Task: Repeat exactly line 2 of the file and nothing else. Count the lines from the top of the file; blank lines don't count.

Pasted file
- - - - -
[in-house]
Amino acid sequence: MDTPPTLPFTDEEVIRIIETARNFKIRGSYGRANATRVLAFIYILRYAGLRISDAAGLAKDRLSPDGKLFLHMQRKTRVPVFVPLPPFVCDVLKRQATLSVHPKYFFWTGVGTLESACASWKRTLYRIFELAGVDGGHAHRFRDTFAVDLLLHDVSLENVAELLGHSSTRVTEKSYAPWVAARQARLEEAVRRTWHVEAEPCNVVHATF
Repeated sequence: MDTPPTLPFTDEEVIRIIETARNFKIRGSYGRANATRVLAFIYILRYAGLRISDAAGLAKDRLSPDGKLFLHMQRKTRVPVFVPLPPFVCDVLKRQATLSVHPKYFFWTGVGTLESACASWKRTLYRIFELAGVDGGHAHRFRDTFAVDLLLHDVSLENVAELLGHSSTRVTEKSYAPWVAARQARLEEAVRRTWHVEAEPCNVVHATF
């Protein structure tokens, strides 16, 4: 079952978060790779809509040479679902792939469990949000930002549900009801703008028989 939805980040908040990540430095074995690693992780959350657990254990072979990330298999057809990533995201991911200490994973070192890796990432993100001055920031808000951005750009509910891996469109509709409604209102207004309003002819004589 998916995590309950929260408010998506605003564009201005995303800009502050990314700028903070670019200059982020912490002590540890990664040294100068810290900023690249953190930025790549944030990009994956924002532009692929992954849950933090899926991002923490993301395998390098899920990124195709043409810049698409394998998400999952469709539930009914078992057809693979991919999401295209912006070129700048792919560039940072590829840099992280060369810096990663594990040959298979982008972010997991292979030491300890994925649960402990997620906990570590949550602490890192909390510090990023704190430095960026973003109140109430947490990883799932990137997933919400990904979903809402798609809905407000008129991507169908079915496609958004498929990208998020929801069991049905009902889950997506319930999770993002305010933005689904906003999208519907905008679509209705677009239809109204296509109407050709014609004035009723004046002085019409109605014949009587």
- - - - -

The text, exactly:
Amino acid sequence: MDTPPTLPFTDEEVIRIIETARNFKIRGSYGRANATRVLAFIYILRYAGLRISDAAGLAKDRLSPDGKLFLHMQRKTRVPVFVPLPPFVCDVLKRQATLSVHPKYFFWTGVGTLESACASWKRTLYRIFELAGVDGGHAHRFRDTFAVDLLLHDVSLENVAELLGHSSTRVTEKSYAPWVAARQARLEEAVRRTWHVEAEPCNVVHATF